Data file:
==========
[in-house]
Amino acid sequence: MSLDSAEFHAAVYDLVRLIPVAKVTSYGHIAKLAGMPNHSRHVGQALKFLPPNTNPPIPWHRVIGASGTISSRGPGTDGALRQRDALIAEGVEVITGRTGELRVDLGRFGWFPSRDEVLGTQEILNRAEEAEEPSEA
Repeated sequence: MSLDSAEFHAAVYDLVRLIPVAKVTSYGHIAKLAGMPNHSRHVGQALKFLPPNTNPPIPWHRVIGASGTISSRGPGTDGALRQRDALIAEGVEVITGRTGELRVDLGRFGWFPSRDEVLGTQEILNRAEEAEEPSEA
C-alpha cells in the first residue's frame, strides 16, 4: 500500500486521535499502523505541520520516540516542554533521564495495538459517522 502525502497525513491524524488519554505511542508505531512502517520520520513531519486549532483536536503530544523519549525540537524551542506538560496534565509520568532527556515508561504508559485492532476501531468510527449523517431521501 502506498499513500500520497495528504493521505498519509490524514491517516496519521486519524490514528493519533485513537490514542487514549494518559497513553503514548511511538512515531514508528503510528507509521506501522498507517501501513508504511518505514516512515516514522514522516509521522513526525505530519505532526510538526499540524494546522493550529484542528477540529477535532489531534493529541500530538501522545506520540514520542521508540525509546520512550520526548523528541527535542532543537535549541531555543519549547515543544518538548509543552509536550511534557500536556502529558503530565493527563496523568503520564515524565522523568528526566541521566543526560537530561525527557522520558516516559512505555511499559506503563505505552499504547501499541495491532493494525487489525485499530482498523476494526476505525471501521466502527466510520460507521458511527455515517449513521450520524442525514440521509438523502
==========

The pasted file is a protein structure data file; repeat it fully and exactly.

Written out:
[in-house]
Amino acid sequence: MSLDSAEFHAAVYDLVRLIPVAKVTSYGHIAKLAGMPNHSRHVGQALKFLPPNTNPPIPWHRVIGASGTISSRGPGTDGALRQRDALIAEGVEVITGRTGELRVDLGRFGWFPSRDEVLGTQEILNRAEEAEEPSEA
Repeated sequence: MSLDSAEFHAAVYDLVRLIPVAKVTSYGHIAKLAGMPNHSRHVGQALKFLPPNTNPPIPWHRVIGASGTISSRGPGTDGALRQRDALIAEGVEVITGRTGELRVDLGRFGWFPSRDEVLGTQEILNRAEEAEEPSEA
C-alpha cells in the first residue's frame, strides 16, 4: 500500500486521535499502523505541520520516540516542554533521564495495538459517522 502525502497525513491524524488519554505511542508505531512502517520520520513531519486549532483536536503530544523519549525540537524551542506538560496534565509520568532527556515508561504508559485492532476501531468510527449523517431521501 502506498499513500500520497495528504493521505498519509490524514491517516496519521486519524490514528493519533485513537490514542487514549494518559497513553503514548511511538512515531514508528503510528507509521506501522498507517501501513508504511518505514516512515516514522514522516509521522513526525505530519505532526510538526499540524494546522493550529484542528477540529477535532489531534493529541500530538501522545506520540514520542521508540525509546520512550520526548523528541527535542532543537535549541531555543519549547515543544518538548509543552509536550511534557500536556502529558503530565493527563496523568503520564515524565522523568528526566541521566543526560537530561525527557522520558516516559512505555511499559506503563505505552499504547501499541495491532493494525487489525485499530482498523476494526476505525471501521466502527466510520460507521458511527455515517449513521450520524442525514440521509438523502